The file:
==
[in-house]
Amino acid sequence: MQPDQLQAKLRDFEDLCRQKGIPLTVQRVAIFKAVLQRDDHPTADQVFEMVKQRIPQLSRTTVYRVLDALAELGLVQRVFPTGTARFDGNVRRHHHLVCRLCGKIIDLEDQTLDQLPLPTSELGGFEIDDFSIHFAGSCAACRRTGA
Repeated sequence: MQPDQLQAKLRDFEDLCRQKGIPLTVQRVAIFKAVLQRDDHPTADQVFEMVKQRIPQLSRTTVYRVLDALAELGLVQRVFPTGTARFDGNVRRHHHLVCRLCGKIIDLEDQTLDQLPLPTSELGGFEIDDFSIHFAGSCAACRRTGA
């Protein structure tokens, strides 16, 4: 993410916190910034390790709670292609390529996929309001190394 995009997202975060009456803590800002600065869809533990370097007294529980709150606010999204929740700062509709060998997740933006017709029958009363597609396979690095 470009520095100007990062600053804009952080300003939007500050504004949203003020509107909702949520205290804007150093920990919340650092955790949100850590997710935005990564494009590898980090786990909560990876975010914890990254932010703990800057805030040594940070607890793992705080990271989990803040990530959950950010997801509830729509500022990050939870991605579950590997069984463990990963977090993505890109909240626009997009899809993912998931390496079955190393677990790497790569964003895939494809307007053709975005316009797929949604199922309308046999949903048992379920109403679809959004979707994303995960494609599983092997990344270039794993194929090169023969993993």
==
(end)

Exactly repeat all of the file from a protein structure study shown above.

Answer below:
[in-house]
Amino acid sequence: MQPDQLQAKLRDFEDLCRQKGIPLTVQRVAIFKAVLQRDDHPTADQVFEMVKQRIPQLSRTTVYRVLDALAELGLVQRVFPTGTARFDGNVRRHHHLVCRLCGKIIDLEDQTLDQLPLPTSELGGFEIDDFSIHFAGSCAACRRTGA
Repeated sequence: MQPDQLQAKLRDFEDLCRQKGIPLTVQRVAIFKAVLQRDDHPTADQVFEMVKQRIPQLSRTTVYRVLDALAELGLVQRVFPTGTARFDGNVRRHHHLVCRLCGKIIDLEDQTLDQLPLPTSELGGFEIDDFSIHFAGSCAACRRTGA
């Protein structure tokens, strides 16, 4: 993410916190910034390790709670292609390529996929309001190394 995009997202975060009456803590800002600065869809533990370097007294529980709150606010999204929740700062509709060998997740933006017709029958009363597609396979690095 470009520095100007990062600053804009952080300003939007500050504004949203003020509107909702949520205290804007150093920990919340650092955790949100850590997710935005990564494009590898980090786990909560990876975010914890990254932010703990800057805030040594940070607890793992705080990271989990803040990530959950950010997801509830729509500022990050939870991605579950590997069984463990990963977090993505890109909240626009997009899809993912998931390496079955190393677990790497790569964003895939494809307007053709975005316009797929949604199922309308046999949903048992379920109403679809959004979707994303995960494609599983092997990344270039794993194929090169023969993993």